Infecting vulnerable patients with a tropical illness may sound foolhardy, but dengue fever is less likely to kill the average adult than the common cold – making it the safest choice of infection. Importantly, once the fever has subsided, the programmed immune cells will remain on the lookout for the tumour, should it reappear. “Cancer is a moving target. Most therapies attack from just one side – but we’re trying to put it in a lose-lose situation, now and in the future,” says Lyday.
No one could fault the ambition behind this kind of therapy. “Our mission is to replicate spontaneous remission in as standardised way as possible,” says Lyday’s colleague Tony Chen. Even so, they are keen to emphasise that their idea is still at a very early stage of development – and they cannot know how it will play out until they begin a clinical trial. The first tests, they hope, will begin with advanced melanoma patients, perhaps by the end of the year.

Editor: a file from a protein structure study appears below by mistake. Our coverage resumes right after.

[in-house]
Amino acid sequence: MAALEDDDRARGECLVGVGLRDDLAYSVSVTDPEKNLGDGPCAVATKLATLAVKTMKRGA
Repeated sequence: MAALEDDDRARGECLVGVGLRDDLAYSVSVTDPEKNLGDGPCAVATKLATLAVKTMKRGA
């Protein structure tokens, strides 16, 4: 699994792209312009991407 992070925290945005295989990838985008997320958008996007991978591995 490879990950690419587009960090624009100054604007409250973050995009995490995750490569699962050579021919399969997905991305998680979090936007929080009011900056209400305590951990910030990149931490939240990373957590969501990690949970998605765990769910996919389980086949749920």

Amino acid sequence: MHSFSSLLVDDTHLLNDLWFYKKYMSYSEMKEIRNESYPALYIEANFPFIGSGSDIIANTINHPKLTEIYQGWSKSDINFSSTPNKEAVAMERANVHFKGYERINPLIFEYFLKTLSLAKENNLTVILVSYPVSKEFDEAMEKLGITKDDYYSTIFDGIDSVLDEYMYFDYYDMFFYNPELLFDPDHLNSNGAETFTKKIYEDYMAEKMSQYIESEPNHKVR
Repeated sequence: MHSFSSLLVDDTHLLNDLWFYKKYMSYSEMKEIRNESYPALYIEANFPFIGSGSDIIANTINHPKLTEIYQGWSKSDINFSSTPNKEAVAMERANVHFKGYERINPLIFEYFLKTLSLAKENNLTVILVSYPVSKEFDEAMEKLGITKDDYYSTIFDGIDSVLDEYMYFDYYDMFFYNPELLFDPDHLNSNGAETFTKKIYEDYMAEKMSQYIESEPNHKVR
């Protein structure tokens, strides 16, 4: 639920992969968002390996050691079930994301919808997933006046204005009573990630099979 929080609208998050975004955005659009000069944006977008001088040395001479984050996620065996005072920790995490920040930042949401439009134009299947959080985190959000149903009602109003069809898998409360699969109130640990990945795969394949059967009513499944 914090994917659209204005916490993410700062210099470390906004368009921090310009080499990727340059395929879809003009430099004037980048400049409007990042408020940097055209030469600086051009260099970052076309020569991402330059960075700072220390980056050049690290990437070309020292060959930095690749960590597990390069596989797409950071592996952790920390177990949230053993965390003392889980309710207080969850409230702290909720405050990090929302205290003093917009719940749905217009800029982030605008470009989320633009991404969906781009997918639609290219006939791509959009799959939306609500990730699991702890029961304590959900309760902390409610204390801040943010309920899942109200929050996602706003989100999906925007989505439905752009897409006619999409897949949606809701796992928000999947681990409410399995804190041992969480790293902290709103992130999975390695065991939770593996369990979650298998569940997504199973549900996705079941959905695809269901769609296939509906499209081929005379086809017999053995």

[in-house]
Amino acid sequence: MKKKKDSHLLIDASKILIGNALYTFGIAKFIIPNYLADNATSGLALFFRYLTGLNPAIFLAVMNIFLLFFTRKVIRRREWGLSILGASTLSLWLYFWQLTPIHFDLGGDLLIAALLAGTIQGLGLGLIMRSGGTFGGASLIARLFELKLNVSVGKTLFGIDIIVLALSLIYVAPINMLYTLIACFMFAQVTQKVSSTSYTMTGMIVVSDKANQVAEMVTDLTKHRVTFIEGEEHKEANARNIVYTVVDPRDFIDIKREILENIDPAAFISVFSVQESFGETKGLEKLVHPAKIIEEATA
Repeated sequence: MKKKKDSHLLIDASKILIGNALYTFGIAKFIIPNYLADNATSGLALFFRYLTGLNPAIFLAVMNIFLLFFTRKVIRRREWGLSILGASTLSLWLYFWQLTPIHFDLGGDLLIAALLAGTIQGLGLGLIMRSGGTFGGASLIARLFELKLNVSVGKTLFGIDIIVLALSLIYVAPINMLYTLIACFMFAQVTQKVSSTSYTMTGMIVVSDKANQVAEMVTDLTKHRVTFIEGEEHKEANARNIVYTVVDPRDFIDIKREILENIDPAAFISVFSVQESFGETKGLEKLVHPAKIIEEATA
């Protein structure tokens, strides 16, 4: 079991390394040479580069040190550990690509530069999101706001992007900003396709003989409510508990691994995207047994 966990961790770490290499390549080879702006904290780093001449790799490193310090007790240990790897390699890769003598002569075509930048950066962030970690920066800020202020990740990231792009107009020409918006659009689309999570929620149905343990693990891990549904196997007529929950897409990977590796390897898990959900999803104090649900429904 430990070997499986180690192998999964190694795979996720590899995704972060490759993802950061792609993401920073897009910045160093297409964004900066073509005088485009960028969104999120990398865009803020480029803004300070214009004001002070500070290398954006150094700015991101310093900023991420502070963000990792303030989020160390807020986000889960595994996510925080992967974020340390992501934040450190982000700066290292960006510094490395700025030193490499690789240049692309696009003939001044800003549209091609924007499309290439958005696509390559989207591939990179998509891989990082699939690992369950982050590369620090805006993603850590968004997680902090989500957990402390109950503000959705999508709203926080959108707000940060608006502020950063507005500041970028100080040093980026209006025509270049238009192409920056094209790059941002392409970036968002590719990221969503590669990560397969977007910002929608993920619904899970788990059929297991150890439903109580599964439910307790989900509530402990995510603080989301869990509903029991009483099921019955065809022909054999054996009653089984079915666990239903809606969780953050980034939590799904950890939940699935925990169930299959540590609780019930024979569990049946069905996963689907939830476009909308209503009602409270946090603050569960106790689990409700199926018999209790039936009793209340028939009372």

Clearly, caution is necessary. As Irvine points out: “Spontaneous remission is a little clue in a big complicated jigsaw.” But if – and that is a massive if – they succeed, the implications would be staggering. A rapid, relatively painless recovery from cancer is now considered a miracle. The dream is that it might just become the norm.”
With the advent of immune-oncologic agents, we are entering a brave, new era of cancer therapeutics. Several companies already have seen early clinical and commercial success with treatments that target a facet of the immune-modulated innate response to tumors. Thus, there is no doubt that the future of anti-cancer therapy lies in harnessing the power of the immune system. PrimeVax is poised to enter this exciting market with a unique approach that is poised to play an important role in treating cancer.